We all love to go bench-racing, but using car magazine 0-to-60 tests won’t tell you what happens in the real world.
The zero-to-60 test isn’t actually measuring from a stop, at least not by U.S.-based car magazines. They use a term called “rollout,” which comes from the drag-racing world.
Basically, when car magazines record testing numbers, they omit the first foot of travel (or “rollout”), resulting in a time that’s more than 0.2 seconds too short. Sometimes as much as a half-second.
Additionally, the techniques that car magazines use to launch cars is brutal, abusive, and sometimes even fatal to the car. All is fair in love, war, and instrumented testing: nobody seems to mind if we blow up a car during testing, so long as we got great numbers in the process.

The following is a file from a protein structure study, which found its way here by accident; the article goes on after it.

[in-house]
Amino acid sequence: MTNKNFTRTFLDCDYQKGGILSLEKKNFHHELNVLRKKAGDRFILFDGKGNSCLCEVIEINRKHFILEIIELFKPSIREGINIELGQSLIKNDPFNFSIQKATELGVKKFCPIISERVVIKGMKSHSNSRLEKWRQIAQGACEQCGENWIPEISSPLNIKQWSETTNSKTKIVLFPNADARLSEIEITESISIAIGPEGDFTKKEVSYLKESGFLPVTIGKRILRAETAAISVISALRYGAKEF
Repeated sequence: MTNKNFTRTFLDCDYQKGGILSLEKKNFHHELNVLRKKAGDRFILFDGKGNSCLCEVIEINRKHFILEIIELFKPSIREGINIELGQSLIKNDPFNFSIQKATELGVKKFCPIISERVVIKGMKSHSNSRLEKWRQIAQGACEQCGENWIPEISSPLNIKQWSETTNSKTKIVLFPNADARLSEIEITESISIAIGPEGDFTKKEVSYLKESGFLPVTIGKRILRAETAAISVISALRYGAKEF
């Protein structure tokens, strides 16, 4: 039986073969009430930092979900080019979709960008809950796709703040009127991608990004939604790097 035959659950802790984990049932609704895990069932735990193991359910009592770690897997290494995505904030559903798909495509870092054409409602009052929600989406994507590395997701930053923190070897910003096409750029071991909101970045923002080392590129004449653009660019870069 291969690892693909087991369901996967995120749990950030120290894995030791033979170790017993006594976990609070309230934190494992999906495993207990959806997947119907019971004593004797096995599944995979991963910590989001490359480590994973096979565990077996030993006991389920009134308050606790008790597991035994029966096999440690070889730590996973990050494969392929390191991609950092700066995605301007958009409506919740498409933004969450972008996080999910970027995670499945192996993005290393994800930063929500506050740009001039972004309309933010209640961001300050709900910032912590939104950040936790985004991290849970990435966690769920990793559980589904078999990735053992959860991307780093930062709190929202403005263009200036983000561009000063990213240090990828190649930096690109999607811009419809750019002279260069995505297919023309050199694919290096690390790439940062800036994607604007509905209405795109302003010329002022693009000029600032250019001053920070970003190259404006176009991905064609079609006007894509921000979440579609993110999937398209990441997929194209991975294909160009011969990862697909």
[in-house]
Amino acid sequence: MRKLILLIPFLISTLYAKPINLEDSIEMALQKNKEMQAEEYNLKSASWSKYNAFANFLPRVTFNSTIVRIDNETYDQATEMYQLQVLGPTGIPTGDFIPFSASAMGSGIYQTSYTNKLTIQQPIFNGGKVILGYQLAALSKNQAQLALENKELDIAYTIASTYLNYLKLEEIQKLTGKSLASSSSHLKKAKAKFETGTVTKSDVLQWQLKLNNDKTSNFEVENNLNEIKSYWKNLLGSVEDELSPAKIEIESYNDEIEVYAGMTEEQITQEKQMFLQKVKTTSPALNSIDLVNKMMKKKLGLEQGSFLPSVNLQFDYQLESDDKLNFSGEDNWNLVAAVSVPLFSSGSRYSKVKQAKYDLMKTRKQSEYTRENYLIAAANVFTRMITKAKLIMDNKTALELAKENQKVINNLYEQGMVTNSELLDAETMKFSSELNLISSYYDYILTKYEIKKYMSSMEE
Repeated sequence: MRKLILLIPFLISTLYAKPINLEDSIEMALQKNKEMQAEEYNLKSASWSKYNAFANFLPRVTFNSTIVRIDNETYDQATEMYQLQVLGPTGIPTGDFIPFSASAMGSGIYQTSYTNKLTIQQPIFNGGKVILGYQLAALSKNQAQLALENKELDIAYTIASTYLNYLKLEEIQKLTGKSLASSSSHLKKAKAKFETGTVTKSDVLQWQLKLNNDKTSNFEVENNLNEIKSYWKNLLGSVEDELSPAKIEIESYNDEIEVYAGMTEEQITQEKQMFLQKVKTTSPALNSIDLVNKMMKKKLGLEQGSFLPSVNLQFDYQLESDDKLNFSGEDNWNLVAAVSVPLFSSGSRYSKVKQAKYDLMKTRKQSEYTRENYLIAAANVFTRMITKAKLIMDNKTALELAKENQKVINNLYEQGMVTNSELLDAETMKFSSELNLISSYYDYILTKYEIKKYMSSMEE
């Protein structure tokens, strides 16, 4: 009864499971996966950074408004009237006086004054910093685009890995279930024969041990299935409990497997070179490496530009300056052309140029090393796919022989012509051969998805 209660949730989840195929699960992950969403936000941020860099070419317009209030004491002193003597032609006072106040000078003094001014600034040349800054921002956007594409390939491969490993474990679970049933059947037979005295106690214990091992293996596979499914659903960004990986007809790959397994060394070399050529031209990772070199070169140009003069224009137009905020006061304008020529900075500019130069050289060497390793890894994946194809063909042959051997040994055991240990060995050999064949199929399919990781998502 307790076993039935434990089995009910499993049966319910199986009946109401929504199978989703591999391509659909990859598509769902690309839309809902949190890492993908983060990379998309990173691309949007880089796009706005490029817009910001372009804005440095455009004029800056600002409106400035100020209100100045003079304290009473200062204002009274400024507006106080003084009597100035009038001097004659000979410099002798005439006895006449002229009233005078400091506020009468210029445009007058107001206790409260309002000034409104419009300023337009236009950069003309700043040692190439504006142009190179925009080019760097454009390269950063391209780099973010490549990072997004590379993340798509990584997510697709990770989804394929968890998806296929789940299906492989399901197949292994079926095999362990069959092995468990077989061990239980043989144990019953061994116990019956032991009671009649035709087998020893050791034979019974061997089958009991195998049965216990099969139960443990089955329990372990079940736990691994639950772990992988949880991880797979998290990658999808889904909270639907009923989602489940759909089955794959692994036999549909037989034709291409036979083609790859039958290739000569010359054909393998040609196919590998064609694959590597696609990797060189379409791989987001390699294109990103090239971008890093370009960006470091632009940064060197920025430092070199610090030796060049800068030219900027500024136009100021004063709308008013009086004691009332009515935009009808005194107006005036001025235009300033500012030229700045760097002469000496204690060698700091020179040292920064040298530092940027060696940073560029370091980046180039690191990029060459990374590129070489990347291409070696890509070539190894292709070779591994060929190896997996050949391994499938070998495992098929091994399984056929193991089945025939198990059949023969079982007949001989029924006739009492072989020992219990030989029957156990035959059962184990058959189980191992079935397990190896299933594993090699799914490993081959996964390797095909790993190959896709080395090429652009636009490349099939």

The bigger issue is that 0-60 is such an important yardstick that it feeds back into the engineering of cars. Manufacturers sometimes make decisions to improve instrumented-testing numbers that come at the expense of real-world acceleration: things like ultra-long first gears or difficult-to-engage launch-control. And when an advantage can be programmed in via software, you can be sure that car companies will cheat, err… optimize for this occurrence.
And now you know.